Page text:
I confess that I’m guilty of accusing my teens of slacking off every now and then. I thought teen lives were pretty easy compared to mine. They didn’t have to worry about bills, meeting work targets, paying school fees and keeping a roof over their family’s head.
They only had to concern themselves with schoolwork which, in my opinion, was a piece of cake. My teenage son and daughter had to endure listening to me vent about my stress-filled life compared to theirs several times until they finally had enough.
One day, my oldest two children staged an intervention, sat me down and explained how wrong I actually was. That talk was an eye-opener. It turns out, teens these days are dealing with a whole lot of stuff that I never knew about.
Our teens deal constant change and depression.
Hormonal changes brought about by adolescence can make teens feel like their bodies have turned against them. My daughter, for instance, has to contend with periods, acne and a growth spurt just when she’s starting to become self-conscious about her appearance.
As if that’s not bad enough, thanks to social media, teens are now constantly bombarded with unrealistic expectations they can never hope to meet. It’s no wonder depression and anxiety are on the rise.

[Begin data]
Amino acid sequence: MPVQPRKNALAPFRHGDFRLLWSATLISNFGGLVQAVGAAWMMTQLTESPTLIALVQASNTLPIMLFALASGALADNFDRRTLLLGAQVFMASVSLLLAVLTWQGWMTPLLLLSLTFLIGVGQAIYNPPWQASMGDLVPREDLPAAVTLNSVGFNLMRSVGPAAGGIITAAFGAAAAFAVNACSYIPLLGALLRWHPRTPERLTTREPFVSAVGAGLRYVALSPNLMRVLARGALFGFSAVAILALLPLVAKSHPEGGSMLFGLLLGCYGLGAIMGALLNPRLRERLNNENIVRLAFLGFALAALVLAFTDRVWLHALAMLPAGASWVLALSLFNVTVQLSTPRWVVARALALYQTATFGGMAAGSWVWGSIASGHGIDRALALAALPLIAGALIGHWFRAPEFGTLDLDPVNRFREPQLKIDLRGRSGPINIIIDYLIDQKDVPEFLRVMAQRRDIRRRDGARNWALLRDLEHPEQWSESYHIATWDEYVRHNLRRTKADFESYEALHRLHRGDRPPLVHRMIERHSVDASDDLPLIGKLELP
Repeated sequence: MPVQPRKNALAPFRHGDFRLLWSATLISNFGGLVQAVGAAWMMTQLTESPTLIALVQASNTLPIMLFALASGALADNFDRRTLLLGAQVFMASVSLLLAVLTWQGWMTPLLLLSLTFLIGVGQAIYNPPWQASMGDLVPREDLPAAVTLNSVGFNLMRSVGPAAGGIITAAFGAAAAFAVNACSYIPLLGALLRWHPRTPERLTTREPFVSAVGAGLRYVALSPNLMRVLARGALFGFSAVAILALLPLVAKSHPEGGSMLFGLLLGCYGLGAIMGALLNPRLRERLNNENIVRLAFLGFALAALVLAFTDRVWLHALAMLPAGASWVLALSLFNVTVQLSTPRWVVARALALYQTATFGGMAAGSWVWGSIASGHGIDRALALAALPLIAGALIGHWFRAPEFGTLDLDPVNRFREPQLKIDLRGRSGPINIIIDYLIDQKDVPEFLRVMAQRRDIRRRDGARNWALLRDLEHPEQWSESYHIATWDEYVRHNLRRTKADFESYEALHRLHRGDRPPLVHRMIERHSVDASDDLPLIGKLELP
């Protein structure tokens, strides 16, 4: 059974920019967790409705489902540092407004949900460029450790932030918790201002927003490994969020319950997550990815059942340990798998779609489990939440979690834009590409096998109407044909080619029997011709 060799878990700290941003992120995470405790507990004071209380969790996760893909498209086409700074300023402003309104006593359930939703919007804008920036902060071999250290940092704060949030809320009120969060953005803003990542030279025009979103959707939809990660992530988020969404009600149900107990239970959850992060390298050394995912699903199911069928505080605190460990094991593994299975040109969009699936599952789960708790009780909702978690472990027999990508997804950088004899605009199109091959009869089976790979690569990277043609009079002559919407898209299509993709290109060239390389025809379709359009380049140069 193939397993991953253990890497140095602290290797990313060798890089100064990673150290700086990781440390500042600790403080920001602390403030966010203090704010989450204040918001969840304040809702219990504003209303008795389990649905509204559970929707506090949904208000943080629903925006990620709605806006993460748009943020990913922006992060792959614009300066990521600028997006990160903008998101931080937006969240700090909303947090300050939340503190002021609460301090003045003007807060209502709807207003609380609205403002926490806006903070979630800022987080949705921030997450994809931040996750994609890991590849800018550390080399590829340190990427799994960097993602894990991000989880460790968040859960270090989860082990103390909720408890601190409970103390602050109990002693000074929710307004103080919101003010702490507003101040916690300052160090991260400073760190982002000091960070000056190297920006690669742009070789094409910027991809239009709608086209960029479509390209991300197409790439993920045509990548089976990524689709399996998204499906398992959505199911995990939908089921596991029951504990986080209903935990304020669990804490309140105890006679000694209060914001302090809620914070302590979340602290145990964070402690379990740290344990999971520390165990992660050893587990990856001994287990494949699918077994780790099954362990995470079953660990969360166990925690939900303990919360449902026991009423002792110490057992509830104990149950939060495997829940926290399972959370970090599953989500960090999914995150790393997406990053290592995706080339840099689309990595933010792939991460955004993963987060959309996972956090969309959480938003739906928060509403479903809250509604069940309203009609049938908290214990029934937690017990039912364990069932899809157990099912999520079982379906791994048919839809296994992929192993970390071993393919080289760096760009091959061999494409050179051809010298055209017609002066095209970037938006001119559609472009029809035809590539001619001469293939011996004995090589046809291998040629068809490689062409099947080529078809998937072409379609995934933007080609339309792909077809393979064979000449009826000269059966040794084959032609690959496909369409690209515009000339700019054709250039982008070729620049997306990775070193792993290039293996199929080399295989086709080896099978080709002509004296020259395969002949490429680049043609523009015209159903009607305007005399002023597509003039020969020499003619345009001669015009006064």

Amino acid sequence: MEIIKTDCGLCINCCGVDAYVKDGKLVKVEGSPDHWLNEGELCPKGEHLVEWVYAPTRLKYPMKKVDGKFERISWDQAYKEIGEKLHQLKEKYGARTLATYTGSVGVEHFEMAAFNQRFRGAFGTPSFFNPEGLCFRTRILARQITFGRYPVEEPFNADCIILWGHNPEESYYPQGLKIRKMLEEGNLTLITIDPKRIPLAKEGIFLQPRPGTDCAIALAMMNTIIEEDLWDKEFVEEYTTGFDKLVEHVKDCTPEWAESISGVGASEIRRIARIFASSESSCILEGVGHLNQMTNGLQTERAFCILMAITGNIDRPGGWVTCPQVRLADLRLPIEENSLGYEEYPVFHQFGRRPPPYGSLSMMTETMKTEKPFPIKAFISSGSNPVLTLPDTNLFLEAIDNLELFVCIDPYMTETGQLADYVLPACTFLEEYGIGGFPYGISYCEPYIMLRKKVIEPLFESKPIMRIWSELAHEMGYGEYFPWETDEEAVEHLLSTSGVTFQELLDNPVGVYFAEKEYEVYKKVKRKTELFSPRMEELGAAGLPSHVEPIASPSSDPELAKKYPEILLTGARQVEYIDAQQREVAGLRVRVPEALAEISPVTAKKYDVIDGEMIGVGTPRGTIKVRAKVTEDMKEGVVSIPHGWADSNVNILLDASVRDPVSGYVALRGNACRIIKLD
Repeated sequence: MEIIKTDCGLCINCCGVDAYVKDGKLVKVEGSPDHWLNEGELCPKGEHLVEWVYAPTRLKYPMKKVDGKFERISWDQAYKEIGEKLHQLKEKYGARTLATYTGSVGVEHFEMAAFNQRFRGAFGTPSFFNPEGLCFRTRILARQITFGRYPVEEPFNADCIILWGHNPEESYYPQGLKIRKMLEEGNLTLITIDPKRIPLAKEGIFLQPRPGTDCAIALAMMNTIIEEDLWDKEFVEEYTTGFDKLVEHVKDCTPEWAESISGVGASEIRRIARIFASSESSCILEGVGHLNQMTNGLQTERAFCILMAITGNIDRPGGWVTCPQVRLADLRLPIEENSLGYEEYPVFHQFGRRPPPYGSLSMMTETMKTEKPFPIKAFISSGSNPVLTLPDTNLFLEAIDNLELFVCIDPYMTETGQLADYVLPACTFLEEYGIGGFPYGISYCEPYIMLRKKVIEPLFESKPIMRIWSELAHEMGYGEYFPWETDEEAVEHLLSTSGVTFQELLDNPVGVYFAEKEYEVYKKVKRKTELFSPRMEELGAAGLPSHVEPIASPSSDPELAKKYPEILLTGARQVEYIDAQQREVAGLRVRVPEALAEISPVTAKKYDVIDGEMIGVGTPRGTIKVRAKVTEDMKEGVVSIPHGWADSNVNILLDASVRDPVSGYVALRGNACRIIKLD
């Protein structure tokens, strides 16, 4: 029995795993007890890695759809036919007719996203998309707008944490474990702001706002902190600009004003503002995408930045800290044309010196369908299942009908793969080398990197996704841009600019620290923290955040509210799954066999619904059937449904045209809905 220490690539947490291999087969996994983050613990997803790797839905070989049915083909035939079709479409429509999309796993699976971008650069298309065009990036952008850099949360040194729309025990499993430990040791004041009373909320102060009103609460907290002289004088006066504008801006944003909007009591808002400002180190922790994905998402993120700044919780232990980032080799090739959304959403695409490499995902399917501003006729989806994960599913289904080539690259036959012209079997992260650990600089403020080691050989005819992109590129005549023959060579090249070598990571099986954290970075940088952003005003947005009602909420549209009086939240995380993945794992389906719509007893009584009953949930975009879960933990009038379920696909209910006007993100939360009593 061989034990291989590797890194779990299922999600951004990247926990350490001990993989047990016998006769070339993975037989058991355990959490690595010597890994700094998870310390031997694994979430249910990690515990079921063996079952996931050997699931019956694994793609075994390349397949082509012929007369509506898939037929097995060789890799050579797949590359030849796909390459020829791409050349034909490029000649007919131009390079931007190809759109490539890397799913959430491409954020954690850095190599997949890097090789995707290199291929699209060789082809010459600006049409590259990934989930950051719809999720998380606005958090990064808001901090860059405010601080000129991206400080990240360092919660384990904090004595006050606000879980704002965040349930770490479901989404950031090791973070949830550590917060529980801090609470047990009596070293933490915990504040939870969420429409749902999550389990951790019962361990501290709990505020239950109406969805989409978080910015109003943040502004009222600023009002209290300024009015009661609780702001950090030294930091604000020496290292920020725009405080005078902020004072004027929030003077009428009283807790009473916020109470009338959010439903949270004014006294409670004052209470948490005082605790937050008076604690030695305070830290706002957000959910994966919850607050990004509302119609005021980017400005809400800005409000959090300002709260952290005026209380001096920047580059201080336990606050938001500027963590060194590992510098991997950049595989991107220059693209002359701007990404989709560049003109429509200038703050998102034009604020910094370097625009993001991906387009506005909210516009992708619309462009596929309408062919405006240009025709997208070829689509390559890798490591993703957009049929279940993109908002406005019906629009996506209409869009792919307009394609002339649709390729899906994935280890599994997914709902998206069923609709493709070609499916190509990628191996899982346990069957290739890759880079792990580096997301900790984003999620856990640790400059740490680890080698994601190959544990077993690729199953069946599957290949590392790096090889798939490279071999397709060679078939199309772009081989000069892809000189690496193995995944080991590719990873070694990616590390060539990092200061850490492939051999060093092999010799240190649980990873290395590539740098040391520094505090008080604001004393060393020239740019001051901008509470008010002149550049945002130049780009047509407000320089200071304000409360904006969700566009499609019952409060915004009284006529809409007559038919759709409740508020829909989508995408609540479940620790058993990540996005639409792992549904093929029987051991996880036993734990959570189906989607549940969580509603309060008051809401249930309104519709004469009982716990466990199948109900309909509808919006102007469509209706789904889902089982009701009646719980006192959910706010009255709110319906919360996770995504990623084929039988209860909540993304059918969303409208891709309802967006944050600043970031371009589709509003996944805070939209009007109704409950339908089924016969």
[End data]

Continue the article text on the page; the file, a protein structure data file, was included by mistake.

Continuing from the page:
Teens lack full autonomy over their lives.
I also came to realize that teenagers simply don’t have full control over their lives, yet this clashes with their increasing need for independence. Instead, they are told what to study, what schedule to keep and sometimes even their vacation and leisure time are planned out for them.
Unlike adults, teens don’t have the freedom to change their lives whenever they want to, and they still depend on adults to meet most of their needs, something that rankles their growing independence.
They face an increasingly uncertain future.
Growing up, most of us took it for granted that we’d get some form of higher education then land jobs when we were ready. Our teens aren’t that lucky. Living in an increasingly automated world means that the job market is constantly changing and new careers keep cropping up, but the old “good jobs” are disappearing.
Additionally, teens are under increasing pressure to choose the right college and pick the right majors that will propel them into prosperous careers. All this is a lot to deal with for teens who are just beginning to find their place in the world.
After having this chat with my teens, I realized how much they really had going on in their lives. It’s funny how I never noticed this before, in spite of living with them and encouraging open communication. I also realized that my complaints about them having it easy were actually invalidating their struggles, so I changed my tune.
Nowadays, instead of comparing my life to my teens’, I take time to talk with them to find out what issues they are facing, and how I can be a more supportive father.
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